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Wellington from the Wairarapa

hills of the wairarapa

by Ian Apperley
Spring has arrived in the Wairarapa, with grass growing (it never really stopped over what was an warmer than usual winter) and everything starting to flower. Days are longer, warmer, drier, and the farm requires more work than ever to prepare for the annual growth spurt before summer.

The region is booming. As an escape hole for weekend Wellingtonians, traffic jams become the norm in the towns and local businesses are busy, despite the Level 2 restrictions. Property continues to be hot, with more and more people moving into the area and more and more bare blocks of land on the market.

Those bare blocks, often bought by people outside the region, are a source of concern for the local farmers for two reasons.

First, the time it takes to get a house built often means that previously productive land is not only unused, it also starts to go to wrack and ruin. Even with our paddocks, constant vigilance is needed to make sure that pest plants are not going to spread. Leaving bare block land unmaintained means eventually dealing with a jungle of weeds and long grass.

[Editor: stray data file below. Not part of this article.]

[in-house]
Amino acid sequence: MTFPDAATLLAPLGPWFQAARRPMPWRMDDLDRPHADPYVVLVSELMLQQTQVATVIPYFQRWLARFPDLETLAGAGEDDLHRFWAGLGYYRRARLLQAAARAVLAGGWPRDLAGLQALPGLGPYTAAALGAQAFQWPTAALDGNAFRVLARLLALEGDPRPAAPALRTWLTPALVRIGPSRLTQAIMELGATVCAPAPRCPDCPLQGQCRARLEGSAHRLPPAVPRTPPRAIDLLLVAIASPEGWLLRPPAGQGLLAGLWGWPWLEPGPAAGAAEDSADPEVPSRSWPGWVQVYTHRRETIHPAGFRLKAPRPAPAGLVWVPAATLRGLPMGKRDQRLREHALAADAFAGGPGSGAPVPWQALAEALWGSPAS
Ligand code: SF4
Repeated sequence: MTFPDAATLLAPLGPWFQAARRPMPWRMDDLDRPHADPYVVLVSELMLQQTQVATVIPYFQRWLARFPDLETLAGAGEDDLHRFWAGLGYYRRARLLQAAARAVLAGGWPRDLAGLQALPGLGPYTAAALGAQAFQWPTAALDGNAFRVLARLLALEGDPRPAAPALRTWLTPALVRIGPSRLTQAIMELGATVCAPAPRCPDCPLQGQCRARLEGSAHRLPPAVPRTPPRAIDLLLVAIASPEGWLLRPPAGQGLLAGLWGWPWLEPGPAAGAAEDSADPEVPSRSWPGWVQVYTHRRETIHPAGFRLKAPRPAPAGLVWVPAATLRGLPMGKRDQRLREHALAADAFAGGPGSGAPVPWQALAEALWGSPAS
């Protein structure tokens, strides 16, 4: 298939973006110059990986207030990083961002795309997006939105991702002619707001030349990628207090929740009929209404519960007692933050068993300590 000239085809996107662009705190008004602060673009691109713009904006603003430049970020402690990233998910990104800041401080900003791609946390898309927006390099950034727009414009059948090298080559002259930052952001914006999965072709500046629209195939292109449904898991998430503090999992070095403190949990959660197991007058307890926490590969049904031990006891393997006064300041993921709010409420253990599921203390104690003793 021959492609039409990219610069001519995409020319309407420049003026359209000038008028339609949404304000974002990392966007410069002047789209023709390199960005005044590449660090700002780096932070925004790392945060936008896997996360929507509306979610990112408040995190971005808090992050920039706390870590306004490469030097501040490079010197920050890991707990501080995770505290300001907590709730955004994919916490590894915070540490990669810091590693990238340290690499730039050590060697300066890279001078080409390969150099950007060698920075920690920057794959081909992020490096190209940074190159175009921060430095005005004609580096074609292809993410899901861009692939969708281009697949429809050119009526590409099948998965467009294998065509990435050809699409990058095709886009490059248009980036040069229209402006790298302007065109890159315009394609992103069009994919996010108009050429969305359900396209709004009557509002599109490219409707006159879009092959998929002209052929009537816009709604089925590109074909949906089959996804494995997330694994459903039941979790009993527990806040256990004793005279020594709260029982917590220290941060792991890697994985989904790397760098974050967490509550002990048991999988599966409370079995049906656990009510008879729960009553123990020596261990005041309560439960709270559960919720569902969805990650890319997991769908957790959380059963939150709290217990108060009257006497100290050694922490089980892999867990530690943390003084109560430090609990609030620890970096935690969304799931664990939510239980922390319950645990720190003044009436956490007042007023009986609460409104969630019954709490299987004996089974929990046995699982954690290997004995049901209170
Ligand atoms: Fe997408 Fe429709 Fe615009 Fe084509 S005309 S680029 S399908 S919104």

Second, again because the land is left unattended, pests such as rabbits are left to flourish. In some parts of the region, the rabbit population has reached “plague” proportions.

We have seen an uptick in rabbits and ferrets. I watched a ferret merrily making its way down the road during daylight hours recently, bold as brass. We are training the dogs to cleanly and humanely dispatch rabbits; however, the little bounders are very, very quick on their feet.

Indeed, there are more pest signs in the local area, and one can only wonder if this is because the Regional Council has abandoned trapping in a reserve block down the road.

With the general election looming, local candidates for Wairarapa are putting their best feet forward, including Celia Wade-Brown emerging from the bush to have a Green crack at the race. There are fewer parties contesting this election than 2017.

My pick is that we will see the party vote go to National, then NZ First, then Labour. The Greens certainly will not get a look in, and Labour is not well-liked in the area. Ron Mark, NZ First, is a constant presence around the traps, and a new National candidate who looks like a clone of the last National candidate should poll well.

Despite only being an hour’s drive from Wellington’s CBD, the Wairarapa is undeniably rural minded, which makes sense, given the valley’s primary purpose of food production, which supports many local communities clustered around that industry.

People believe that the Labour Party is mostly disconnected from the rural life, and that coupled with the Greens, it is actively threatening jobs, while overreaching with new legislation that comes at a high-cost to farmers of all kinds. God help you if you have a farm that contains a water race or backs onto a stream or river. And god help you if you do not, because water, or lack of it, is becoming a significant issue in the area with water schemes being blocked. I am oversimplifying the landscape; however, you get the picture.